As for the Papal claims, I accept them. But I'm not really on fire, so to speak, about them. They aren't exactly sources of great religious passion and sentiment. I mean, the Pope exists merely as a guardian and custodian of the faith. And as long as a person believes fully in the doctrines he protects, his own role in the matter is rather superfluous. Once found, truth needs no defenders; truth defends us. When I'm up late at night questioning the meaning of life, whether the Pope is, in fact, infallible when speaking ex cathedra or whether Vatican II was a bad idea are the very last things on my mind. Some folks are extremely passionate about these matters. I suppose they have good reason to be, and at one time I had good reason to be as well; but somewhere along the line I forgot what that good reason actually was and now I honestly doubt whether it even existed in the first place.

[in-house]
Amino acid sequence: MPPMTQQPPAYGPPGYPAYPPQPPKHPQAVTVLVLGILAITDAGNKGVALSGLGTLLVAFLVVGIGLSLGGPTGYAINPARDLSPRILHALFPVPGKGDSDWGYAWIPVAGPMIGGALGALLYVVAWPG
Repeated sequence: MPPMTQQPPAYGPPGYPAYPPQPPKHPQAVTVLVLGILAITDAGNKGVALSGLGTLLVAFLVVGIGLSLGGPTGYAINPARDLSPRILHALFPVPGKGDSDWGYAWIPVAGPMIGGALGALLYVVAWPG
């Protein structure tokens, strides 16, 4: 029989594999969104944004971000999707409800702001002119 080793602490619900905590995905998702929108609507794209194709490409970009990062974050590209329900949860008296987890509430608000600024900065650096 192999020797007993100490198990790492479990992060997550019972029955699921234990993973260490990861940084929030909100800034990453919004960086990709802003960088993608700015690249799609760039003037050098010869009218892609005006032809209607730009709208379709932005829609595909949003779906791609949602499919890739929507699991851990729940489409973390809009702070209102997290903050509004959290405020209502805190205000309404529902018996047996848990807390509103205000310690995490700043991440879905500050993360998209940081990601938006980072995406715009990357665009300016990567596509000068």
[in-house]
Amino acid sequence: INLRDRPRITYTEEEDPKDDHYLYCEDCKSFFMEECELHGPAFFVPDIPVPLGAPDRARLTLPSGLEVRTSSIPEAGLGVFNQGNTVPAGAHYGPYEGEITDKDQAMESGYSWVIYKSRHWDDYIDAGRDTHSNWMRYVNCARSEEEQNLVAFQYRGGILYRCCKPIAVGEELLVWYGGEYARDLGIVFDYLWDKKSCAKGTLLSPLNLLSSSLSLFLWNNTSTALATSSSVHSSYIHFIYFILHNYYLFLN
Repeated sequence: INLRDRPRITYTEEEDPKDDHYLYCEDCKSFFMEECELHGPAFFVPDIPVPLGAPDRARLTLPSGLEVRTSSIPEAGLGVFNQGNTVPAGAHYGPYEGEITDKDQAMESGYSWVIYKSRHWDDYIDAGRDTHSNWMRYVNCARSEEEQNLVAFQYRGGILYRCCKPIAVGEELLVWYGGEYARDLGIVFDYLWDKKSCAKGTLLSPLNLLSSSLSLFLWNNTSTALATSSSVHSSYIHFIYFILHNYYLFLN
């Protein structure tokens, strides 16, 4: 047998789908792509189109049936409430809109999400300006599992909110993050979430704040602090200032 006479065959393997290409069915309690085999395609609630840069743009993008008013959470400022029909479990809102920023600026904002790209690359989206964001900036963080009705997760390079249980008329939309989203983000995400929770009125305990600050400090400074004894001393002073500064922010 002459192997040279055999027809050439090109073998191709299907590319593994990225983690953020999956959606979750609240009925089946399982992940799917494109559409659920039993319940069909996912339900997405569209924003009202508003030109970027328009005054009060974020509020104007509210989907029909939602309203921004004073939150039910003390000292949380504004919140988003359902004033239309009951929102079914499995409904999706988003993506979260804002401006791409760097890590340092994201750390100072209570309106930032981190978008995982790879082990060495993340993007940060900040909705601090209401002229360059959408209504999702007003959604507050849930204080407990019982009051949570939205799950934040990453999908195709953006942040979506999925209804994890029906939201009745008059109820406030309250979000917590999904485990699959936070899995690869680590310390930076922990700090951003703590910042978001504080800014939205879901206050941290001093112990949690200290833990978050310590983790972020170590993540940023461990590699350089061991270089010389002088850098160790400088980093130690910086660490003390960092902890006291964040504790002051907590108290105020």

I serve Jesus as best I can. I try to follow God's will. You do too. I pray God will find us both worthy on the last day. Perform what you think he wants you to do. As for me, God's will, as best as I can discern it, is for me not to care much about such things as the Papal claims or the Great Schism. They seem to me to be peripheral. Once again though, consult God on this. I can only answer questions within my scope; matters concerning eternal destiny and whether one should leave or enter the Catholic Church are beyond my capacity.

Ask me anything about faith, religion, God, philosophy, theology, life, etc.

Saturday, June 12, 2010

How should a church bring more people in? Will changing the name of the Church attract more people? For example, if it changes its name from St. Nicholas Ukrainian Catholic Church to St. Nicholas Byzantine Catholic Church? What's the best way to get youth

These are all very good questions, to which no one has yet provided fully satisfactory answers.